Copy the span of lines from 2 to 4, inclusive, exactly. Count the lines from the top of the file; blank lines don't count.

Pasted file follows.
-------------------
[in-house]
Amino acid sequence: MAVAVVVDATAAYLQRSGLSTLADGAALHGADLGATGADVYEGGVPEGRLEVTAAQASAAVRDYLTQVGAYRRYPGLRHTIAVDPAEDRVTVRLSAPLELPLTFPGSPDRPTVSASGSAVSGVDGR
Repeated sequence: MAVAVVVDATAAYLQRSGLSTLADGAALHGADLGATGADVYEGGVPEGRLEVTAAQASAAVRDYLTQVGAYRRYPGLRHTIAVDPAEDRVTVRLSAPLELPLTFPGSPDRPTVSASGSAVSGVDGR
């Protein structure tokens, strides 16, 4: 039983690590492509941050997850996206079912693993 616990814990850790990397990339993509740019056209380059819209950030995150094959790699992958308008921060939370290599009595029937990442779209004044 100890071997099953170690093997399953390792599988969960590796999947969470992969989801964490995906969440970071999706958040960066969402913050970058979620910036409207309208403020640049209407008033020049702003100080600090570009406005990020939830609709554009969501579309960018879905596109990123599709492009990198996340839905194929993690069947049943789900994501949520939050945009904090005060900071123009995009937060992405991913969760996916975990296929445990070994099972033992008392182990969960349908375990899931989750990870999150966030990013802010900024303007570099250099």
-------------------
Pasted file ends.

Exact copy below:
Amino acid sequence: MAVAVVVDATAAYLQRSGLSTLADGAALHGADLGATGADVYEGGVPEGRLEVTAAQASAAVRDYLTQVGAYRRYPGLRHTIAVDPAEDRVTVRLSAPLELPLTFPGSPDRPTVSASGSAVSGVDGR
Repeated sequence: MAVAVVVDATAAYLQRSGLSTLADGAALHGADLGATGADVYEGGVPEGRLEVTAAQASAAVRDYLTQVGAYRRYPGLRHTIAVDPAEDRVTVRLSAPLELPLTFPGSPDRPTVSASGSAVSGVDGR
């Protein structure tokens, strides 16, 4: 039983690590492509941050997850996206079912693993 616990814990850790990397990339993509740019056209380059819209950030995150094959790699992958308008921060939370290599009595029937990442779209004044 100890071997099953170690093997399953390792599988969960590796999947969470992969989801964490995906969440970071999706958040960066969402913050970058979620910036409207309208403020640049209407008033020049702003100080600090570009406005990020939830609709554009969501579309960018879905596109990123599709492009990198996340839905194929993690069947049943789900994501949520939050945009904090005060900071123009995009937060992405991913969760996916975990296929445990070994099972033992008392182990969960349908375990899931989750990870999150966030990013802010900024303007570099250099």